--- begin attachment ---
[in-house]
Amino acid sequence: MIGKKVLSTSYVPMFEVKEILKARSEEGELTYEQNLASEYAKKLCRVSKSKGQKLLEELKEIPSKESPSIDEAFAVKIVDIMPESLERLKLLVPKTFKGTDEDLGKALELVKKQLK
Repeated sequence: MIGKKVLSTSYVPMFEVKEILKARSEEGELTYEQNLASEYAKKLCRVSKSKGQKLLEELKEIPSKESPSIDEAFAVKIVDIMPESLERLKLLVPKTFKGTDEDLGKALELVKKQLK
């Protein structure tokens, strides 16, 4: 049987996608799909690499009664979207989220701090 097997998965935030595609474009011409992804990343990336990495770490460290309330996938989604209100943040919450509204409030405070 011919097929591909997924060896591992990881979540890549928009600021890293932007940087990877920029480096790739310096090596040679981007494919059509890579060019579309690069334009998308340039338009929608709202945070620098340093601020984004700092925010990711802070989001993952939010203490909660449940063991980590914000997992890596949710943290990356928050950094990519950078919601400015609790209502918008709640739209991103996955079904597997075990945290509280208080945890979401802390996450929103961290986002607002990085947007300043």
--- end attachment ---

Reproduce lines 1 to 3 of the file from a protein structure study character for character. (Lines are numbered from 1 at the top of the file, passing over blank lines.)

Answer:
[in-house]
Amino acid sequence: MIGKKVLSTSYVPMFEVKEILKARSEEGELTYEQNLASEYAKKLCRVSKSKGQKLLEELKEIPSKESPSIDEAFAVKIVDIMPESLERLKLLVPKTFKGTDEDLGKALELVKKQLK
Repeated sequence: MIGKKVLSTSYVPMFEVKEILKARSEEGELTYEQNLASEYAKKLCRVSKSKGQKLLEELKEIPSKESPSIDEAFAVKIVDIMPESLERLKLLVPKTFKGTDEDLGKALELVKKQLK